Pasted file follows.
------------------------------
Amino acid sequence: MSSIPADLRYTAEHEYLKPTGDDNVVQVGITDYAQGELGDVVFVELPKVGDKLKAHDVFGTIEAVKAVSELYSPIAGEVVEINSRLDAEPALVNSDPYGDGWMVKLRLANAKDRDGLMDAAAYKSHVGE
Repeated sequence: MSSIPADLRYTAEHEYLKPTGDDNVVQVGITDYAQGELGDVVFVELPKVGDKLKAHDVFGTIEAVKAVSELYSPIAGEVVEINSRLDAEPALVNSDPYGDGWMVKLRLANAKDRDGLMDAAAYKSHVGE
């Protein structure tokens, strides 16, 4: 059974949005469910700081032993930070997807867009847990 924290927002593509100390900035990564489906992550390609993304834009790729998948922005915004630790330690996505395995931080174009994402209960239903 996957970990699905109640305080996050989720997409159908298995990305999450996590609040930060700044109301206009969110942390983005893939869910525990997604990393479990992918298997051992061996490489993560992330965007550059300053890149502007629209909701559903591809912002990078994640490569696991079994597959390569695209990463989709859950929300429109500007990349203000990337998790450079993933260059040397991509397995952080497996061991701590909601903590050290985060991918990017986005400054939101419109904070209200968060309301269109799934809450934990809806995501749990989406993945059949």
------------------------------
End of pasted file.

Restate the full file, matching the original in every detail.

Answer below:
Amino acid sequence: MSSIPADLRYTAEHEYLKPTGDDNVVQVGITDYAQGELGDVVFVELPKVGDKLKAHDVFGTIEAVKAVSELYSPIAGEVVEINSRLDAEPALVNSDPYGDGWMVKLRLANAKDRDGLMDAAAYKSHVGE
Repeated sequence: MSSIPADLRYTAEHEYLKPTGDDNVVQVGITDYAQGELGDVVFVELPKVGDKLKAHDVFGTIEAVKAVSELYSPIAGEVVEINSRLDAEPALVNSDPYGDGWMVKLRLANAKDRDGLMDAAAYKSHVGE
């Protein structure tokens, strides 16, 4: 059974949005469910700081032993930070997807867009847990 924290927002593509100390900035990564489906992550390609993304834009790729998948922005915004630790330690996505395995931080174009994402209960239903 996957970990699905109640305080996050989720997409159908298995990305999450996590609040930060700044109301206009969110942390983005893939869910525990997604990393479990992918298997051992061996490489993560992330965007550059300053890149502007629209909701559903591809912002990078994640490569696991079994597959390569695209990463989709859950929300429109500007990349203000990337998790450079993933260059040397991509397995952080497996061991701590909601903590050290985060991918990017986005400054939101419109904070209200968060309301269109799934809450934990809806995501749990989406993945059949």